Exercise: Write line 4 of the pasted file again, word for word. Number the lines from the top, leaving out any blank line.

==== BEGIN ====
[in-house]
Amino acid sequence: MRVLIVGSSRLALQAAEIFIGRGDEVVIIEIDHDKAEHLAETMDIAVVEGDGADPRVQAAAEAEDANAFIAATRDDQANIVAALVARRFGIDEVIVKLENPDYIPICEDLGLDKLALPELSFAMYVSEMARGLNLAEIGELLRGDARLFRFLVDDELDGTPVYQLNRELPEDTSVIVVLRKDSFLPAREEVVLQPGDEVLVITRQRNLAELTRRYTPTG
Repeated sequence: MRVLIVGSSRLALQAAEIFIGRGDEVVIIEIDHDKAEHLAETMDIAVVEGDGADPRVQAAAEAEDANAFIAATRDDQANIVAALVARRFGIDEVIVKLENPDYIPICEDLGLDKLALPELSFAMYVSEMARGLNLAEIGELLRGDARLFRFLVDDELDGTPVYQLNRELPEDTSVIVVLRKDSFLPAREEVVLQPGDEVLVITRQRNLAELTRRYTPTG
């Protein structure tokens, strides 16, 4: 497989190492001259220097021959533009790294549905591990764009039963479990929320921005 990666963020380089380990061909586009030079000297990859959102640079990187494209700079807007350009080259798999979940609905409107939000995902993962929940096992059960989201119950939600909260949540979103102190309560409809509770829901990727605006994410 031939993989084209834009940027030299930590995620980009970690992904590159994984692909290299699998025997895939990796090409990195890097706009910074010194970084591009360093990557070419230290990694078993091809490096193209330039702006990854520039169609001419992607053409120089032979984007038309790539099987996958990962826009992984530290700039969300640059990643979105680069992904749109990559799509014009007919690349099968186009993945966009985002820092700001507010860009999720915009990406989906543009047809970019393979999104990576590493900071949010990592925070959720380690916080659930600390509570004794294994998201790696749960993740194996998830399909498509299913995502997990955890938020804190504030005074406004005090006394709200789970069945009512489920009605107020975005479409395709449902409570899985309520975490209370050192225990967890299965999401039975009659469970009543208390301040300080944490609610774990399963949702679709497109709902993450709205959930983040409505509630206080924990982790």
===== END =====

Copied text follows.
């Protein structure tokens, strides 16, 4: 497989190492001259220097021959533009790294549905591990764009039963479990929320921005 990666963020380089380990061909586009030079000297990859959102640079990187494209700079807007350009080259798999979940609905409107939000995902993962929940096992059960989201119950939600909260949540979103102190309560409809509770829901990727605006994410 031939993989084209834009940027030299930590995620980009970690992904590159994984692909290299699998025997895939990796090409990195890097706009910074010194970084591009360093990557070419230290990694078993091809490096193209330039702006990854520039169609001419992607053409120089032979984007038309790539099987996958990962826009992984530290700039969300640059990643979105680069992904749109990559799509014009007919690349099968186009993945966009985002820092700001507010860009999720915009990406989906543009047809970019393979999104990576590493900071949010990592925070959720380690916080659930600390509570004794294994998201790696749960993740194996998830399909498509299913995502997990955890938020804190504030005074406004005090006394709200789970069945009512489920009605107020975005479409395709449902409570899985309520975490209370050192225990967890299965999401039975009659469970009543208390301040300080944490609610774990399963949702679709497109709902993450709205959930983040409505509630206080924990982790």